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Norfolk stormwater crews get busy flushing pipes, clearing drains ahead of risky weather

Crews kicked into storm mode Thursday and Friday to get the city prepared for whatever comes this way.

NORFOLK, Va. — Hampton Roads cities are not sitting idle to see what Hurricane Isaias will do over the next few days.

Norfolk Public Work crews kicked into storm mode Thursday and Friday to get the city prepared for whatever comes this way.

The potential for heavy rain means it’s time to clear the drains. Stormwater crews drove through Norfolk neighborhoods in their yellow Vactor trucks to stop flooding before it starts.

"If we get a lot of rain with this potential storm, if those drains are clogged, the rain will have nowhere to go if it runs off the streets,” said Public Works Spokesperson Alana Smith.

Smith said anything that can build up in the drains, will.

"Litter, tree debris from leaves, yard clippings,” Smith said.

Crews hit the entire city, especially flooding hot spots like Ghent, Downtown, and Ocean View. They also cleared ditches and readied pump stations.

"There is a potential for flash flooding in some areas, so we are glad localities are working on that,” said Virginia Department of Emergency Management Deputy Director Jason Elmore.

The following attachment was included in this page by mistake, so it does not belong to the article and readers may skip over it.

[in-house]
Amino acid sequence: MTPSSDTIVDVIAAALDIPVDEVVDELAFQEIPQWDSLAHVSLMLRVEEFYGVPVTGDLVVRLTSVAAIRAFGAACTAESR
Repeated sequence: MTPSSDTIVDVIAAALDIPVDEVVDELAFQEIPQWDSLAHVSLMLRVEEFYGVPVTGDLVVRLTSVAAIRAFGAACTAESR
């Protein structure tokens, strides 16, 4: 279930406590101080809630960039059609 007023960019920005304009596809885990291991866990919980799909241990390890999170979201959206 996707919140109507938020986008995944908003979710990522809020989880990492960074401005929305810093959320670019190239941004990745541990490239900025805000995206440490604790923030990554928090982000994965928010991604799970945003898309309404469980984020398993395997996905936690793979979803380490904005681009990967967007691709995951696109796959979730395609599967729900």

Elmore said neighbors can get ahead of high winds too.

"Look around your home and see do you have any patio furniture that is loose,” Elmore said. “You want to make sure that is stored away. “So, if you do get high winds, it's not something that can become a projectile."

When preparing hurricane kits Elmore said don't forget pandemic essentials.

"Items such as your face coverings, as well as hand sanitizer, disinfectant wipes,” Elmore said.

Smith said city crews have your back. Residents can report any issues through the Norfolk Cares hotline at 757-664-6510, or the mobile app.

“This is routine for them now,” Smith said. “Stormwater and Public Works, we don't blink when a storm is coming."

Smith said litter has become a huge problem in Norfolk during the pandemic. She said neighbors can help ease work for public crews by picking up any trash or debris collecting near storm drains by their home.